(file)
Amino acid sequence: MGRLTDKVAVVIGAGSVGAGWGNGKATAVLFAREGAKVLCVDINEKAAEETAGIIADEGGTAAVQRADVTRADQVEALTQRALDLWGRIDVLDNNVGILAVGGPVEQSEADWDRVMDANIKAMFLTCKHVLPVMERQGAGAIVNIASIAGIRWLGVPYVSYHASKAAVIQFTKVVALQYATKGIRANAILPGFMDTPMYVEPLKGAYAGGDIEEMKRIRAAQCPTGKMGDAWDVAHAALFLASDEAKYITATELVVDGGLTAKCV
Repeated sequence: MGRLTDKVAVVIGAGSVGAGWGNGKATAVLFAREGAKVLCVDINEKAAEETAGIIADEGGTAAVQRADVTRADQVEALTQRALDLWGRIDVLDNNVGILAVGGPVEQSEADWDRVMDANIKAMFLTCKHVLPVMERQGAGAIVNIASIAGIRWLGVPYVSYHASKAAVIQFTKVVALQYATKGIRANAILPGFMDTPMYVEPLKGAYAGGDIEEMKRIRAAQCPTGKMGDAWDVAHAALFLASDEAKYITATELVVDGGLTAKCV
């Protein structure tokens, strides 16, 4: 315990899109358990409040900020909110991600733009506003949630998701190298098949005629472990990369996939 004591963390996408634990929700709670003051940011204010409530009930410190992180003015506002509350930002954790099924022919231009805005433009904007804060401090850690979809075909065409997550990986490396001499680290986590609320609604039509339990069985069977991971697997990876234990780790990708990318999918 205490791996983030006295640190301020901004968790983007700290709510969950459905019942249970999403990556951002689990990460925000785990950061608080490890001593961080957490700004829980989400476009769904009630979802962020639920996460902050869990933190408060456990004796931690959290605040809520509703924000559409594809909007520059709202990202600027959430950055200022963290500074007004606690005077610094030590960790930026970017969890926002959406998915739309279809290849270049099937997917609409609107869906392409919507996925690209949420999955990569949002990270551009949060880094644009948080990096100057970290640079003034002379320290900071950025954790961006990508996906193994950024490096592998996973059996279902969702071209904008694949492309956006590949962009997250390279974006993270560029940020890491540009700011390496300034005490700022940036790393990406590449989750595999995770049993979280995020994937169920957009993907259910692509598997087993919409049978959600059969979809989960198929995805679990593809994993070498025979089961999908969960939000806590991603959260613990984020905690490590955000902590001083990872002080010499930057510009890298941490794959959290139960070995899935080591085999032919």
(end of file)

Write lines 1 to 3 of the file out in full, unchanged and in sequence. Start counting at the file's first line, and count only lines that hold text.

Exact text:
Amino acid sequence: MGRLTDKVAVVIGAGSVGAGWGNGKATAVLFAREGAKVLCVDINEKAAEETAGIIADEGGTAAVQRADVTRADQVEALTQRALDLWGRIDVLDNNVGILAVGGPVEQSEADWDRVMDANIKAMFLTCKHVLPVMERQGAGAIVNIASIAGIRWLGVPYVSYHASKAAVIQFTKVVALQYATKGIRANAILPGFMDTPMYVEPLKGAYAGGDIEEMKRIRAAQCPTGKMGDAWDVAHAALFLASDEAKYITATELVVDGGLTAKCV
Repeated sequence: MGRLTDKVAVVIGAGSVGAGWGNGKATAVLFAREGAKVLCVDINEKAAEETAGIIADEGGTAAVQRADVTRADQVEALTQRALDLWGRIDVLDNNVGILAVGGPVEQSEADWDRVMDANIKAMFLTCKHVLPVMERQGAGAIVNIASIAGIRWLGVPYVSYHASKAAVIQFTKVVALQYATKGIRANAILPGFMDTPMYVEPLKGAYAGGDIEEMKRIRAAQCPTGKMGDAWDVAHAALFLASDEAKYITATELVVDGGLTAKCV
């Protein structure tokens, strides 16, 4: 315990899109358990409040900020909110991600733009506003949630998701190298098949005629472990990369996939 004591963390996408634990929700709670003051940011204010409530009930410190992180003015506002509350930002954790099924022919231009805005433009904007804060401090850690979809075909065409997550990986490396001499680290986590609320609604039509339990069985069977991971697997990876234990780790990708990318999918 205490791996983030006295640190301020901004968790983007700290709510969950459905019942249970999403990556951002689990990460925000785990950061608080490890001593961080957490700004829980989400476009769904009630979802962020639920996460902050869990933190408060456990004796931690959290605040809520509703924000559409594809909007520059709202990202600027959430950055200022963290500074007004606690005077610094030590960790930026970017969890926002959406998915739309279809290849270049099937997917609409609107869906392409919507996925690209949420999955990569949002990270551009949060880094644009948080990096100057970290640079003034002379320290900071950025954790961006990508996906193994950024490096592998996973059996279902969702071209904008694949492309956006590949962009997250390279974006993270560029940020890491540009700011390496300034005490700022940036790393990406590449989750595999995770049993979280995020994937169920957009993907259910692509598997087993919409049978959600059969979809989960198929995805679990593809994993070498025979089961999908969960939000806590991603959260613990984020905690490590955000902590001083990872002080010499930057510009890298941490794959959290139960070995899935080591085999032919």